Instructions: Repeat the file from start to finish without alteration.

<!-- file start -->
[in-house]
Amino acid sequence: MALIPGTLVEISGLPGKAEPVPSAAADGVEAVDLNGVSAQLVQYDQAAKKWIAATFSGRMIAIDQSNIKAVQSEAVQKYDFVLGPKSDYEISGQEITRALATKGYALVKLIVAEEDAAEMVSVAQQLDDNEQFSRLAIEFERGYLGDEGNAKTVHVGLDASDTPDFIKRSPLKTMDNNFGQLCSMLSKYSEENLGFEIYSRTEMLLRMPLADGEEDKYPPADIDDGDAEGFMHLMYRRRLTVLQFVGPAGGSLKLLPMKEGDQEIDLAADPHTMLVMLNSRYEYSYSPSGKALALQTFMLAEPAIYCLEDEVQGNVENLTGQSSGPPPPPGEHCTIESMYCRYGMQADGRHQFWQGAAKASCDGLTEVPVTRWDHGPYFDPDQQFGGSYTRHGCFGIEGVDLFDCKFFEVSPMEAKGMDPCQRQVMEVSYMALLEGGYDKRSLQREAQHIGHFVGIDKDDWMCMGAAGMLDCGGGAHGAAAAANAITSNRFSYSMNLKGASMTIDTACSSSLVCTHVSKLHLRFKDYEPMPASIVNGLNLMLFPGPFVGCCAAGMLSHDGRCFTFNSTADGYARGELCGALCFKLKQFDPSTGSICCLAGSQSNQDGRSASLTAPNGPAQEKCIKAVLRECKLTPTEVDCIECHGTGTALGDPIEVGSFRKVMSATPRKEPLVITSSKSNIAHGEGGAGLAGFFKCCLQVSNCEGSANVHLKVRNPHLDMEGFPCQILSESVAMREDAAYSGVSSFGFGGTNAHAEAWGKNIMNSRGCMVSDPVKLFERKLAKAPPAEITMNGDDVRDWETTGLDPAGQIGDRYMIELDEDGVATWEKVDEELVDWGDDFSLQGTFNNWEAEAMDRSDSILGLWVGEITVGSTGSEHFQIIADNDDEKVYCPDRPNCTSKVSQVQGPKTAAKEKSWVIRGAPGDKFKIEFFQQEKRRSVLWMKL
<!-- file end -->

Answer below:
[in-house]
Amino acid sequence: MALIPGTLVEISGLPGKAEPVPSAAADGVEAVDLNGVSAQLVQYDQAAKKWIAATFSGRMIAIDQSNIKAVQSEAVQKYDFVLGPKSDYEISGQEITRALATKGYALVKLIVAEEDAAEMVSVAQQLDDNEQFSRLAIEFERGYLGDEGNAKTVHVGLDASDTPDFIKRSPLKTMDNNFGQLCSMLSKYSEENLGFEIYSRTEMLLRMPLADGEEDKYPPADIDDGDAEGFMHLMYRRRLTVLQFVGPAGGSLKLLPMKEGDQEIDLAADPHTMLVMLNSRYEYSYSPSGKALALQTFMLAEPAIYCLEDEVQGNVENLTGQSSGPPPPPGEHCTIESMYCRYGMQADGRHQFWQGAAKASCDGLTEVPVTRWDHGPYFDPDQQFGGSYTRHGCFGIEGVDLFDCKFFEVSPMEAKGMDPCQRQVMEVSYMALLEGGYDKRSLQREAQHIGHFVGIDKDDWMCMGAAGMLDCGGGAHGAAAAANAITSNRFSYSMNLKGASMTIDTACSSSLVCTHVSKLHLRFKDYEPMPASIVNGLNLMLFPGPFVGCCAAGMLSHDGRCFTFNSTADGYARGELCGALCFKLKQFDPSTGSICCLAGSQSNQDGRSASLTAPNGPAQEKCIKAVLRECKLTPTEVDCIECHGTGTALGDPIEVGSFRKVMSATPRKEPLVITSSKSNIAHGEGGAGLAGFFKCCLQVSNCEGSANVHLKVRNPHLDMEGFPCQILSESVAMREDAAYSGVSSFGFGGTNAHAEAWGKNIMNSRGCMVSDPVKLFERKLAKAPPAEITMNGDDVRDWETTGLDPAGQIGDRYMIELDEDGVATWEKVDEELVDWGDDFSLQGTFNNWEAEAMDRSDSILGLWVGEITVGSTGSEHFQIIADNDDEKVYCPDRPNCTSKVSQVQGPKTAAKEKSWVIRGAPGDKFKIEFFQQEKRRSVLWMKL